The Duelfer report says, at the very least, that the sanctions regime we had in place had prevented Saddam Hussein from obtaining weapons of mass destruction, or even mounting a serious development program. But the objection will be raised -- was raised, in fact, before the war -- that we couldn't afford to keep those sanctions on forever. Is that the case?
Let's consider what those costs would have actually been. Let's assume that costs of the sanctions regime -- beyond what could be charged to oil-for-food program revenues as administrative overhead or diverted as Gulf War I reparations -- somehow amounted to a billion dollars a year. (Sanity check: as of November, 2002, the oil-for-food program had generated $57 billion in sales, and received $23 billion worth of goods). The thirty-year treasury bill is currently selling for a bit under five percent. The present value of a perpetual annuity is the annual payment divided by the discount rate; applying those to the figures I've given, continuing the sanctions regime in perpetuity would have cost maybe $20 billion. Or choose your own figures -- it's hard to get a cost above the tens of billions of dollars. Which isn't chump change, even in Washington, but it has already been dwarfed by the cost of the war.
The sanctions regime, of course, created another argument for war -- that it was imposing an immoral level of privation on the Iraqi people, which, as the indispensable Jeanne D'arc reminds us, led to the resignations of two U.N. heads of the program. Talk all you like about corruption in the program, the fact remains that the U.S. government was quite deliberately sitting on contracts for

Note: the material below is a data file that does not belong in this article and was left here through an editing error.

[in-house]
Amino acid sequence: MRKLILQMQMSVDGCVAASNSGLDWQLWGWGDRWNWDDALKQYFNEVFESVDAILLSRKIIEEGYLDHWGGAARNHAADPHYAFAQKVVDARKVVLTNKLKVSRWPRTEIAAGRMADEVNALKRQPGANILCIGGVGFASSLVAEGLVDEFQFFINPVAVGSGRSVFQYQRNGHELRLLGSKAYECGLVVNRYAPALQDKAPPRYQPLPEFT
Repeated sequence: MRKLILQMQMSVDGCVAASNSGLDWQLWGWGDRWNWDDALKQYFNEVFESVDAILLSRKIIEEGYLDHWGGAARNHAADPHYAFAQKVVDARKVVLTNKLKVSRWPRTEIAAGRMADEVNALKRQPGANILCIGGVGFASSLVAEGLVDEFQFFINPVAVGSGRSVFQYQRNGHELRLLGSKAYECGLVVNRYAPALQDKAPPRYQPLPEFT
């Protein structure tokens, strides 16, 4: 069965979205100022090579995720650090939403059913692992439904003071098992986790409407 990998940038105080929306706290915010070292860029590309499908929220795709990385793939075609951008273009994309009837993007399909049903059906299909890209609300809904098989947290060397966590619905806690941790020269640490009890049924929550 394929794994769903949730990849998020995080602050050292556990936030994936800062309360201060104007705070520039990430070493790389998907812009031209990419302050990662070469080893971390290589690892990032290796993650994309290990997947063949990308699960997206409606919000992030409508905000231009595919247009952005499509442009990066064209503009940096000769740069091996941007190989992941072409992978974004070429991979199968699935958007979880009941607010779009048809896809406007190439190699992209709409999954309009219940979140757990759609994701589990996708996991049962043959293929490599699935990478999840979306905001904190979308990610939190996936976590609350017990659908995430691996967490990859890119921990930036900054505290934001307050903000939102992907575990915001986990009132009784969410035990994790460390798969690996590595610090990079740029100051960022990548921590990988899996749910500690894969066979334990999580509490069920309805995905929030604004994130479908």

- Among the goods that the United States blocked [in winter 2001]: dialysis, dental, and fire-fighting equipment, water tankers, milk and yogurt production equipment, printing equipment for schools. The United States even blocked a contract for agricultural-bagging equipment, insisting that the U.N. first obtain documentation to "confirm that the 'manual' placement of bags around filling spouts is indeed a person placing the bag on the spout."
But right now, when there's raw sewage running on the streets of Sadr City, reconstruction is more or less shut down because the streets are not safe, and Iraqis noting sardonically that Saddam wondering why Saddam was able to get the power on after the last war -- sanctions, corruption, and all -- better than we have, it's an awkward time for proponents of the war to make that argument.